By Philip Seebauer, Infineon Technologies. 

As globalization becomes more prevalent, so too are the number of passport holders and annual border crossings. Due to their safety-critical character, official identification documents must be developed according to the highest security standards in order to enable a reliable protection against manipulation and fraud. Safety must be guaranteed over an entire lifetime of at least ten years.

With such a scenario, it is increasingly important to improve protection against passport forgery. A developing trend in this field are Polycarbonate datapages with an embedded security controller. The combination of security IC and Polycarbonate datapage has resulted in new possibilities to make passports even more forgery-proof.

The material attributes of Polycarbonate with its multilayer structure, which is indivisibly fused after lamination, enable significantly more security features at multiple levels. The vision panels also offer additional protection.

In comparison to conventional solutions, where the chip is located in the cover, Polycarbonate datapages with embedded security controllers – the so called eDatapages – increase protection significantly.

eDatapage upsides against manipulation

The eDatapage can prevent attempts of fraud. One example of this is Recycling, where several parts of documents are used to create a new one. The implementation of personal data on only one page makes the manipulation of the documents far harder.

Since the security features of the data sheet protect the security controller against manipulation, fraud is nearly impossible. Attempts to destroy the chip itself are easily recognized as mechanical damages, e.g. scratches, will remain on the PC material as evidence of any physical manipulation.

In conjunction with the antenna, which is necessary for every electronical passport, eDatapages result in an effective, easy, safeand convenient solution against counterfeiting. The antenna, for example, can be used as a prevention against counterfeiting and manipulation techniques such as ‘Back Side Milling’. With Back Side Milling, the datapage from the back has to be milled and the passport photograph replaced with another one. Special antenna technologies with embossing or a nanogram coat will make it impossible to cover up such manipulations. Furthermore, the antenna can be used as an additional watermark, which, similar to banknotes, only appears when viewed by transmitted light.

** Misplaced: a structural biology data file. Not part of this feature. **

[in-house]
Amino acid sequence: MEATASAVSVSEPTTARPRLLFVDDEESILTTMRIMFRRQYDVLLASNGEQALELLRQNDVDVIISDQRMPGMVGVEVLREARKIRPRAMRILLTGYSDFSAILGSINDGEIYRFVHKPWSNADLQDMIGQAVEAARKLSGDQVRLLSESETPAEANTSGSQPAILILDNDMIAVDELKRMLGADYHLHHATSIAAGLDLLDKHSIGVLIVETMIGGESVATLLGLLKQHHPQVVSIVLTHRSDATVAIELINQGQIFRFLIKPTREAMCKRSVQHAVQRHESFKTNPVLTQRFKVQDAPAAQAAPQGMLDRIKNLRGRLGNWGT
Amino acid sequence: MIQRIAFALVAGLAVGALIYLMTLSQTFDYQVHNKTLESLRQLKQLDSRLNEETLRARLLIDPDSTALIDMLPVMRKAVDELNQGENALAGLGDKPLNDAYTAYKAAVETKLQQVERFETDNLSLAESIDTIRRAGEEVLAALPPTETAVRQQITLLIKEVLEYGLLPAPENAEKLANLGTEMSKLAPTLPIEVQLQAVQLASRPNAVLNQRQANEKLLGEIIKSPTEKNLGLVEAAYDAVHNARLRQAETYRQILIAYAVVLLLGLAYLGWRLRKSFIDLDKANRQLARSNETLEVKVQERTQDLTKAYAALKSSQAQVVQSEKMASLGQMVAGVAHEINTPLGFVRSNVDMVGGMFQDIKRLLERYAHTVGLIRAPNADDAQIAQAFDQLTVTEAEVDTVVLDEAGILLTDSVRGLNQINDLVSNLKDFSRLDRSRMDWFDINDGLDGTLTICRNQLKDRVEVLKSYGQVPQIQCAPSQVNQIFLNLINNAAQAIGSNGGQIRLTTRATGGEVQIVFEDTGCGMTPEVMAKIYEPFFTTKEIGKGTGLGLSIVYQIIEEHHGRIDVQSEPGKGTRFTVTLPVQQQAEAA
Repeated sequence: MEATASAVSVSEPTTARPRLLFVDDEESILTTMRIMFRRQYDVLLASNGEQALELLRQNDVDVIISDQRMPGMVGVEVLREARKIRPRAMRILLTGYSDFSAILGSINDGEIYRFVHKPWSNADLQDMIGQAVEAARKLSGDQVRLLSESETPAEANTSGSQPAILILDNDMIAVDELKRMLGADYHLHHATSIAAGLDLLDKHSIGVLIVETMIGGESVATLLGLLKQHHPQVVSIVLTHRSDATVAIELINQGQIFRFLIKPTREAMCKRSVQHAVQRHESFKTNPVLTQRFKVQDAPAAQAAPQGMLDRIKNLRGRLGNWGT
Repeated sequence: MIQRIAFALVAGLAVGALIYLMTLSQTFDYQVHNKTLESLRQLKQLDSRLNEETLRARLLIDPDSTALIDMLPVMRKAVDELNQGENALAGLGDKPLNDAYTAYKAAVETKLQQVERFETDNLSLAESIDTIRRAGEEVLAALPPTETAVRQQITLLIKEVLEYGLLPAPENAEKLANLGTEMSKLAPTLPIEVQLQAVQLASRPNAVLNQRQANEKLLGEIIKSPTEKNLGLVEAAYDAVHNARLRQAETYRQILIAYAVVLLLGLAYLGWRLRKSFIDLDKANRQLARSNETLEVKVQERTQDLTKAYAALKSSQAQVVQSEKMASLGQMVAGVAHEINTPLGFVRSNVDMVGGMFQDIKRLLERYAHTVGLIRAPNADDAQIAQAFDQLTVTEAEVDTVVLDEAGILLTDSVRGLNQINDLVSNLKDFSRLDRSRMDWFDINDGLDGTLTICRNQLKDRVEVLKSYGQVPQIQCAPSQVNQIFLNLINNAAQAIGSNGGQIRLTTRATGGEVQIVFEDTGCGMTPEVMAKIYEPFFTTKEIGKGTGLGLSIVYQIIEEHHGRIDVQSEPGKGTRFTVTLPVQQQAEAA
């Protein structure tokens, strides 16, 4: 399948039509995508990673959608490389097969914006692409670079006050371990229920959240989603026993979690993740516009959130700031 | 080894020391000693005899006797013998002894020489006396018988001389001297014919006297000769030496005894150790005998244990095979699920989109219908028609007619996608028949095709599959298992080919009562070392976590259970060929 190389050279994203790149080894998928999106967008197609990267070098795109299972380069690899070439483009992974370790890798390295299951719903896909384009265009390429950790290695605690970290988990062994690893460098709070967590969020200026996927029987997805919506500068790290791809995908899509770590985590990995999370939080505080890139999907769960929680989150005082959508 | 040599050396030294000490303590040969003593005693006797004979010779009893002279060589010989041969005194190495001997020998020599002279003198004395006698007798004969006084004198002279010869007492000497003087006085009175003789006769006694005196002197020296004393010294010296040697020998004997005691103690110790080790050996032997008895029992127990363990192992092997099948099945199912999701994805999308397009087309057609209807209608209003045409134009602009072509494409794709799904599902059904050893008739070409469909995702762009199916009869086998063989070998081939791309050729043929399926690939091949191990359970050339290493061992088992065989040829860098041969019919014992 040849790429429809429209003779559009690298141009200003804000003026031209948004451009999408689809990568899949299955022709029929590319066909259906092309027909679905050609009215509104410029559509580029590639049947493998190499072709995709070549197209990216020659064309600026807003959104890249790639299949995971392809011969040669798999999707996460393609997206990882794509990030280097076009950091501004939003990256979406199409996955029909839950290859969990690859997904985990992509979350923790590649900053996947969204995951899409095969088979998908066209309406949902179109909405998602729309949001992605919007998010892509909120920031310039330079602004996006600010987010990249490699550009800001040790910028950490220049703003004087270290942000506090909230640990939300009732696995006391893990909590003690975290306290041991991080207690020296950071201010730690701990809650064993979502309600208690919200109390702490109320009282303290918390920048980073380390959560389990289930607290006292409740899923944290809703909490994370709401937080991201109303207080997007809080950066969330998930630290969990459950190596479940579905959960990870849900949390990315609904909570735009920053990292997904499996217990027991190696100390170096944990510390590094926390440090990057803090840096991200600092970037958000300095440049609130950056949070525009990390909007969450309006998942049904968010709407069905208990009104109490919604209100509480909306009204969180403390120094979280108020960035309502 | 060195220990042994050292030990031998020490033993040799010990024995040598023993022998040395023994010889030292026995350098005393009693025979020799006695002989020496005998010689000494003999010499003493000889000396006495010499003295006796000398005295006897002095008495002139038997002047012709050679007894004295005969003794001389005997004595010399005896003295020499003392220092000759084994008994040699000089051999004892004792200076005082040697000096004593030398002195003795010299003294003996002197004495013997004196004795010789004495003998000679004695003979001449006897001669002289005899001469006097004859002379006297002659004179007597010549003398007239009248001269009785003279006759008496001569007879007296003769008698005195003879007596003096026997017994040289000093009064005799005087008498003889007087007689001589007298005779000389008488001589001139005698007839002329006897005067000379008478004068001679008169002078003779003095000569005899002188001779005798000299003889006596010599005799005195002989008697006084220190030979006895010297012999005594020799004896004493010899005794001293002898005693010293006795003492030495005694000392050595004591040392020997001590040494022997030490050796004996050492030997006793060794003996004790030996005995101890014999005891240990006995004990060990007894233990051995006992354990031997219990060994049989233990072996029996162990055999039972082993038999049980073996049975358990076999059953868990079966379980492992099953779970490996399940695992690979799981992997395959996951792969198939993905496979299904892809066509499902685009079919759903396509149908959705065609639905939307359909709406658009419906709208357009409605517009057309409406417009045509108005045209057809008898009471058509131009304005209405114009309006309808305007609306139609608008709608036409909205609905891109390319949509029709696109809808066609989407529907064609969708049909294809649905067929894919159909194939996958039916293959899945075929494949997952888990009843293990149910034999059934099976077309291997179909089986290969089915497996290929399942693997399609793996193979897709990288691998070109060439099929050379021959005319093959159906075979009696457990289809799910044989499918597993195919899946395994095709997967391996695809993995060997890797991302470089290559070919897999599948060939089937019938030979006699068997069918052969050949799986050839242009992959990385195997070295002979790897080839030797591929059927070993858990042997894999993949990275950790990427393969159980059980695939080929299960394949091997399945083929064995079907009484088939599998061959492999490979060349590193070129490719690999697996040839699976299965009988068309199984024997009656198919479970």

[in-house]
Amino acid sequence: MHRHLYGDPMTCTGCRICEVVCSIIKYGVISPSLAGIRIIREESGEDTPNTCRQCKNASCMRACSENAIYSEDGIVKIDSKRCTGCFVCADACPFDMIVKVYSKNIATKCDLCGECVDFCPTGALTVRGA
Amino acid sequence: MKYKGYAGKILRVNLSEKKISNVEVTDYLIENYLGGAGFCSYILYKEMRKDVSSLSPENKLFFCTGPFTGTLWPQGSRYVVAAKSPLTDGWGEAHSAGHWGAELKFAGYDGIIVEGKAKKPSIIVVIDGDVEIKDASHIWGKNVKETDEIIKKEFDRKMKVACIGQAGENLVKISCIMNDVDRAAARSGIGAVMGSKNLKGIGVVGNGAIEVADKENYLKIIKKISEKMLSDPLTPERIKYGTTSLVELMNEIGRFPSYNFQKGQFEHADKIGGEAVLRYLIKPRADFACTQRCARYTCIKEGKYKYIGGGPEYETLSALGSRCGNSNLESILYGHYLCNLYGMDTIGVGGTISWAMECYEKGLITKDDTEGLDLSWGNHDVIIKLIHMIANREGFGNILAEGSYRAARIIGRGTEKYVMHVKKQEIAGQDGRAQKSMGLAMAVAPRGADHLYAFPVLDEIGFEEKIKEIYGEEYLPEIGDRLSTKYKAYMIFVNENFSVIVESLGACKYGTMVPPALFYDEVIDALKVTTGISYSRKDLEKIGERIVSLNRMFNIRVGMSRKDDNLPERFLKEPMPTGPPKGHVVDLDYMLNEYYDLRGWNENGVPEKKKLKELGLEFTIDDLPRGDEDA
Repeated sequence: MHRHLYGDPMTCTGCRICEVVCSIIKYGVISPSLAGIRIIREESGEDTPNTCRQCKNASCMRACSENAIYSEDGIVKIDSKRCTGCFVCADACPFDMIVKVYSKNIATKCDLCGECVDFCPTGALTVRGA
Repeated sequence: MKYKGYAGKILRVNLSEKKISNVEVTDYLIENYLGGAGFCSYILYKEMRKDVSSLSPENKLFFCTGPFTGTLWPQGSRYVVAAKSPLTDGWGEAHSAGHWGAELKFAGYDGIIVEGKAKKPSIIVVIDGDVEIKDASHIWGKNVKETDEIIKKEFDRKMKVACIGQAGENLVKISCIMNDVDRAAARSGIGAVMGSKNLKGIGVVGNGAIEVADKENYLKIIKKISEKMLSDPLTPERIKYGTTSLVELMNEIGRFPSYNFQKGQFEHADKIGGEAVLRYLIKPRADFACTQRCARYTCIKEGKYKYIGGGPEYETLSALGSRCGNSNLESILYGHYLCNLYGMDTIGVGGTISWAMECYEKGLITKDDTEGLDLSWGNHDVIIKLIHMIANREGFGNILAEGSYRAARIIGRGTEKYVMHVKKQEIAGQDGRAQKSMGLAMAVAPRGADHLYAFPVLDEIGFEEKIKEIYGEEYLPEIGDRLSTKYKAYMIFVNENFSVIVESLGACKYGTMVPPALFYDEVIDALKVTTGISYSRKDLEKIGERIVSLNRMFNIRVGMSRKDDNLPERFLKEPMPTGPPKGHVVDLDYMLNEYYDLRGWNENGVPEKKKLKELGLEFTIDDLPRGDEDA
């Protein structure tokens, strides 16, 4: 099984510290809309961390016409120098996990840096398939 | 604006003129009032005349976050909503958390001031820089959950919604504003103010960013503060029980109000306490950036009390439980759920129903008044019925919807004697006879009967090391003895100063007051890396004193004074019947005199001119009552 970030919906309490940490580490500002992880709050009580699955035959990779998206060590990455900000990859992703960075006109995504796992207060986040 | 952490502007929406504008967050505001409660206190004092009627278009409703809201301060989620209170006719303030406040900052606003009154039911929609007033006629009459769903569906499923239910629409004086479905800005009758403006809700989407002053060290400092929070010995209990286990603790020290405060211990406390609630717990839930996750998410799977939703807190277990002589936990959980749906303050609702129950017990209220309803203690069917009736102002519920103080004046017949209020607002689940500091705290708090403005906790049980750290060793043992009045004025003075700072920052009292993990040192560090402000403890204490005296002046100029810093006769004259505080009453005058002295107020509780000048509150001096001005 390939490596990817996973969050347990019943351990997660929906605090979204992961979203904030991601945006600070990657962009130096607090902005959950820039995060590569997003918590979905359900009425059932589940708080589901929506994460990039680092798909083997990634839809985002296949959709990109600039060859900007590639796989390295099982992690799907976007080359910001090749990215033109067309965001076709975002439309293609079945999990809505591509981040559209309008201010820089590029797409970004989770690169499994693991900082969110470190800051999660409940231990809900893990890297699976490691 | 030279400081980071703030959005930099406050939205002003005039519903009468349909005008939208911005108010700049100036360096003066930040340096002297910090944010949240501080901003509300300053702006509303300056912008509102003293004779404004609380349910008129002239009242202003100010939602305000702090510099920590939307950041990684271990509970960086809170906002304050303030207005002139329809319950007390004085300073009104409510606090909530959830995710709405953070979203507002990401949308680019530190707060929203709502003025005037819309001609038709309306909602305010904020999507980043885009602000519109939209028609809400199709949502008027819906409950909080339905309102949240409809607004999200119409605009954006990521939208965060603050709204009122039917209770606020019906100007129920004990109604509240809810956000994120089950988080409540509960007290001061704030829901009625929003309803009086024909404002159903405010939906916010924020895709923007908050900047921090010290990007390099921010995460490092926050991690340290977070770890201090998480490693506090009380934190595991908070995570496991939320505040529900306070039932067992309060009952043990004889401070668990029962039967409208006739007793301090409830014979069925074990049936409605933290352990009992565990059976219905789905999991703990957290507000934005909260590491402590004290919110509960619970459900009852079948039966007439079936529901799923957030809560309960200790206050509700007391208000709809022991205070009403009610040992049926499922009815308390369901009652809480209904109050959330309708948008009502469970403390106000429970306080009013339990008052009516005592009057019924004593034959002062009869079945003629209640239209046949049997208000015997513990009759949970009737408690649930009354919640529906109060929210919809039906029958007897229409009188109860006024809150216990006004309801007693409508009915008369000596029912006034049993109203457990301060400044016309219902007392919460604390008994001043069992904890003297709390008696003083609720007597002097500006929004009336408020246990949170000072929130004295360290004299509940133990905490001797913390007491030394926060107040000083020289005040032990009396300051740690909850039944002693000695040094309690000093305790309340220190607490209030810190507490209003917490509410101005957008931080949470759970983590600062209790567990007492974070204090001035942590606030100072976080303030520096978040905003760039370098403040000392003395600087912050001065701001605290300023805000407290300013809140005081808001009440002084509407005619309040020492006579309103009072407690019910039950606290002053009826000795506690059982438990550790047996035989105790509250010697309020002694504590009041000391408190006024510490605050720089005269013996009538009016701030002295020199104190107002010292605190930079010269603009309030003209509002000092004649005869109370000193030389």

A possible downside of the eDatapage

Due to its module design, standard CL packages, which are used for ePassports, require a multiple layer construction of compensation and crack prevention layers. This layer structure impairs the mechanical robustness on one hand, and on the other hand, only relatively thick data pages are possible.

This leads to rigid and inflexible data pages, which do not meet the flexibility and haptics of traditional passports without polycarbonate data pages. Due to the high costs for polycarbonates, a thicker data page is additionally more expensive than conventional solutions.

An Infineon solution for a more flexible and cost-effective eDatapage

Infineon Technologies has developed a special package solution for highly robust, flexible and thinner government ID documents – Coil on Module.

Infineon has developed its Coil on Module system, based on inductive coupling, to reduce the cost of  eDatapage production. Unlike other methods for incorporating dual interface, antenna connectivity uses electromagnetic waves for connection between the module and the antenna. Similar to the way a contactless card communicates with a terminal, a small antenna on the chip module connects to a coupling area on a standard sizeantenna in the card, using an electromagnetic field within thecard body. This lack of mechanical galvanic connection with no soldered or welded connection ensures that there is no chance of breakage between module and antenna – a huge advantage for an ePassport with a ten-year lifecycle.

While the standard thickness for an inlay is currently 330μm with inductive coupling technology, Infineon now has a roadmap for contactless inlays to 200μm, giving the end document manufacturer much greater flexibility. This is an attractive argument for passport manufacturers, as they look to reduce the thickness of the eDatapage that carries the chip. Current eDatapages are standard 800μm, some are at 650μm, with the goal of reducing the thickness to 600μm and below. With standard CL module technology as it stands today, any further reductionwill require new solutions such as the Coil on Module approach.

The benefits demonstrated by inductive coupling technology, as well as Infineon’s drive towards much leaner chip modules, will go a long way to delivering an advanced ruggedness of the eDatapage with enhanced tamper resistance, as well as a more flexible eDatapage. With these functionalities in place, the ten-yearlifetime requirement of the ePassport becomes more of a reality.

With module solutions that are 50% thinner than standard packages (S-COMCL1-0-1 only 125μm) and do not require crack prevention, innovative antenna techniques like Coil on Module, and unique optical module authentication solutions (Nanogram) from Infineon Technologies offer the right solutions for the highest rugged security for the entire lifetime of the ePassport.

Leave a Reply

This site uses Akismet to reduce spam. Learn how your comment data is processed.